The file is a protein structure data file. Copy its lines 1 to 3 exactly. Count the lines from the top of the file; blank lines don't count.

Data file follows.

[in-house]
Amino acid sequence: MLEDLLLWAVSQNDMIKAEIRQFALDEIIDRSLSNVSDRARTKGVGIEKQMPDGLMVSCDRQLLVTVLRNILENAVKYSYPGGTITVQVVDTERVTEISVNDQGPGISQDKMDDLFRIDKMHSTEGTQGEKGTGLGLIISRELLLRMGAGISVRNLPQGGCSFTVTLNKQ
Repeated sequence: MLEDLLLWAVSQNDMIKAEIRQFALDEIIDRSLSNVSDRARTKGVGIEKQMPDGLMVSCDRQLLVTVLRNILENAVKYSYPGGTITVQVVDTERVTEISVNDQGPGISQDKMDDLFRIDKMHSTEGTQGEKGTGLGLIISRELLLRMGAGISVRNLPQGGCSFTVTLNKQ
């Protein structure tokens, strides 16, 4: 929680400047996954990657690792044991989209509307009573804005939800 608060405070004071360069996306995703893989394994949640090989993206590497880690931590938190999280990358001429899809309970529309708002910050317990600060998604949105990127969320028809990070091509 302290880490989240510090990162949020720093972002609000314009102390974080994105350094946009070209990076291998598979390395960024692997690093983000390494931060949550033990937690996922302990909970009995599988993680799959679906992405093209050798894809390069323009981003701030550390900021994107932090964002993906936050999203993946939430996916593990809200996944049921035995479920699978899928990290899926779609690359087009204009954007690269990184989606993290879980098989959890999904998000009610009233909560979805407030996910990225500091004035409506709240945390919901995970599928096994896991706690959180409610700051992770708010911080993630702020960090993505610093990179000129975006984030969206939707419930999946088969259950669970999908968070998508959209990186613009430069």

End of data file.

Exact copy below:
[in-house]
Amino acid sequence: MLEDLLLWAVSQNDMIKAEIRQFALDEIIDRSLSNVSDRARTKGVGIEKQMPDGLMVSCDRQLLVTVLRNILENAVKYSYPGGTITVQVVDTERVTEISVNDQGPGISQDKMDDLFRIDKMHSTEGTQGEKGTGLGLIISRELLLRMGAGISVRNLPQGGCSFTVTLNKQ
Repeated sequence: MLEDLLLWAVSQNDMIKAEIRQFALDEIIDRSLSNVSDRARTKGVGIEKQMPDGLMVSCDRQLLVTVLRNILENAVKYSYPGGTITVQVVDTERVTEISVNDQGPGISQDKMDDLFRIDKMHSTEGTQGEKGTGLGLIISRELLLRMGAGISVRNLPQGGCSFTVTLNKQ